5 Key Ways CISOs Can Accelerate The Business

Desy Papper

Today’s security leader is also a business executive. Here’s how to thrive in both roles. Today’s chief information security officers has to weigh in on board-level decisions that affect the future of the business. A CISO’s business acumen has become just as important as security expertise in an increasingly competitive […]

Today’s security leader is also a business executive. Here’s how to thrive in both roles.

Today’s chief information security officers has to weigh in on board-level decisions that affect the future of the business. A CISO’s business acumen has become just as important as security expertise in an increasingly competitive landscape; executives rely on the CISO to map security programs to business objectives to promote growth and generate revenue.

It’s essential that CISOs align their security strategies with the overall goals and mission of the enterprise. In a digital world, data security not only reduces risk and prevents negative outcomes, it contributes to the forward momentum of the business.

Splunk has been helping organizations apply data to security, IT operations and business innovation for more than 15 years. Here, from our ebook “5 Key Ways CISOs Can Accelerate the Business,” are five best practices that uplevel a CISO’s contribution to business success.

1. Understand how the CISO role has evolved.

Traditionally, CISOs care about security strategy, not profit margins. Where a breach or security flaw was detected, their approach was to fix the system rather than transform the business. But in the Data Age, the  CISO is expected to create value as well as prevent disaster. That means, for one thing, accelerating the velocity of the business, not just saying no to every proposed change or innovation. Understanding these expectations is vital to CISO success.

2. Know your board’s business needs.

The streams have crossed: Cybersecurity is no longer too technical and abstruse for business execs, and CISOs can’t put themselves above considerations of financial risk, market opportunity, and the bottom line. CISOs need to understand what drives growth and how to speak “security” in practical, real-world terms that the board can understand. Not every security expert is good at business-speak and organizational politics — but for the CISO, it’s soft skills are essential.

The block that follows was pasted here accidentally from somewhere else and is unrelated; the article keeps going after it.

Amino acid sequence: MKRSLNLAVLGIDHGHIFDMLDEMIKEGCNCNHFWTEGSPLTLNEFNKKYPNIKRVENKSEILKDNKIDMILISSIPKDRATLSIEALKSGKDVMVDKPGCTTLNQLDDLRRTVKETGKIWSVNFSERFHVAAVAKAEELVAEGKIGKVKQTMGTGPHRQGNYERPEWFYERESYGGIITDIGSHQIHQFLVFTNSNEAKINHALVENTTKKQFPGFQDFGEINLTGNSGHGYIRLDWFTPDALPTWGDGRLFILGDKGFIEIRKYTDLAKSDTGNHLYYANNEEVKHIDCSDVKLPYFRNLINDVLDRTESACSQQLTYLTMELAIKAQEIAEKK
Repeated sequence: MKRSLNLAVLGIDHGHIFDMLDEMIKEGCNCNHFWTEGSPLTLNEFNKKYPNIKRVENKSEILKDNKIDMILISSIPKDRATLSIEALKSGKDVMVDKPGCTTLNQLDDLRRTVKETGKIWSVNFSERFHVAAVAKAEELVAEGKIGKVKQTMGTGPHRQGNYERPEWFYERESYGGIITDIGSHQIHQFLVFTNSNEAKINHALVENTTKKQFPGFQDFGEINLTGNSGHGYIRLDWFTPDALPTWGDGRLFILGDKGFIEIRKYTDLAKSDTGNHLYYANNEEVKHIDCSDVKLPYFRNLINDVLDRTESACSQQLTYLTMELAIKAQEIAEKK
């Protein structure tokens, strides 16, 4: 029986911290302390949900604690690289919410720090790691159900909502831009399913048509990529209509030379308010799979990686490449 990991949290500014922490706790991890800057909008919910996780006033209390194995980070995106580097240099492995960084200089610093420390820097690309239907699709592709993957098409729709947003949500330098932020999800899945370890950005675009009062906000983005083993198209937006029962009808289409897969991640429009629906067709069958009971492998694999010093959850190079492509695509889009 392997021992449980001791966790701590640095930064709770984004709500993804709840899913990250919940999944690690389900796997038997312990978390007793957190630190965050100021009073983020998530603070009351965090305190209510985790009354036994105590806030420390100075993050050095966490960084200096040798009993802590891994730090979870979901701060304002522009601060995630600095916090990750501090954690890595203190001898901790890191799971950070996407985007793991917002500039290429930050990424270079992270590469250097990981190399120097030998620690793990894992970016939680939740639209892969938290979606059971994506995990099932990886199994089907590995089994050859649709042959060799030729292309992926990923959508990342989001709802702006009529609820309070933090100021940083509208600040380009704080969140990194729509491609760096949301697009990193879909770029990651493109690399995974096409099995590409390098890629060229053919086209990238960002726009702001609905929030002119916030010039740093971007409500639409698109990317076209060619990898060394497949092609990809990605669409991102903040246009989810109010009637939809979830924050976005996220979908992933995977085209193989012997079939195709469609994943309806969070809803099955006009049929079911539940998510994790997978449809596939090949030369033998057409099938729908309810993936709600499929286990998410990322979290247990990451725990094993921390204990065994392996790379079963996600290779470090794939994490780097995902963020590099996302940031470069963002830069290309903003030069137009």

3. Embed security into your business strategy.

There’s not a security expert alive who isn’t furious when security is the last box checked when expanding infrastructure or developing a new product. CISOs must use their more business-forward roles, and those soft skills, to ensure that security strategy is part of business strategy, from the first meeting. Building security into the development process establishes trust with the customer, promotes sales and gets products to market faster, therefore driving revenue. Incorporating security into project and business planning also helps mitigate risk, especially when working in agile environments with short release cycles.

4. Create a strategic roadmap.

You need a framework that coordinates the security aspects of technical developments and maps your security initiatives to long-term business goals. First assess the current state of security, and outline goals for the next 12, 24 and 36 months. Start at a high level, verifying mission, vision and goals of the business.  Then look at security on a more granular basis. Finally, update the roadmap (from its strategic goals to tactical planning) as the business, the threat landscape and the technology stack evolve.

5. Determine how security solutions can help.

Just as the CISO can’t personally handle every aspect of security, your managers and front-line analysts can’t do it all, either. There’s too much data, too many bad guys, and too many threat vectors. Modern IT security demands a powerful platform that can ensure security and brand reputation won’t be compromised — they need a scalable, overarching security solution. (We happen to know where you can get one of those.)

CISOs have a lot on their plates these days. They’re keeping the bad guys out today. They’re improving security posture for tomorrow. They’re ambassadors to the C Suite and the board of directors for the entire concept of security, and they’re framing it in terms of business value and brand imperative. The role of the CISO is expanding at least as fast as your organization’s attack surface. But with an eye toward business value, CISOs can not only be more successful in their mission, but can raise their position within the business.

For more on the complex new role of the Data Age CISO, read 5 Key Ways CISOs Can Accelerate the Business.

Next Post

Coinbase To Begin Trading April 14 With Direct Listing on Nasdaq

Coinbase Global Inc., the largest U.S. cryptocurrency exchange, said it’s planning to make its trading debut on April 14. The company’s registration statement for the listing has been declared effective by the U.S. Securities and Exchange Commission, Coinbase said Thursday in a statement confirming a Bloomberg News report. The direct […]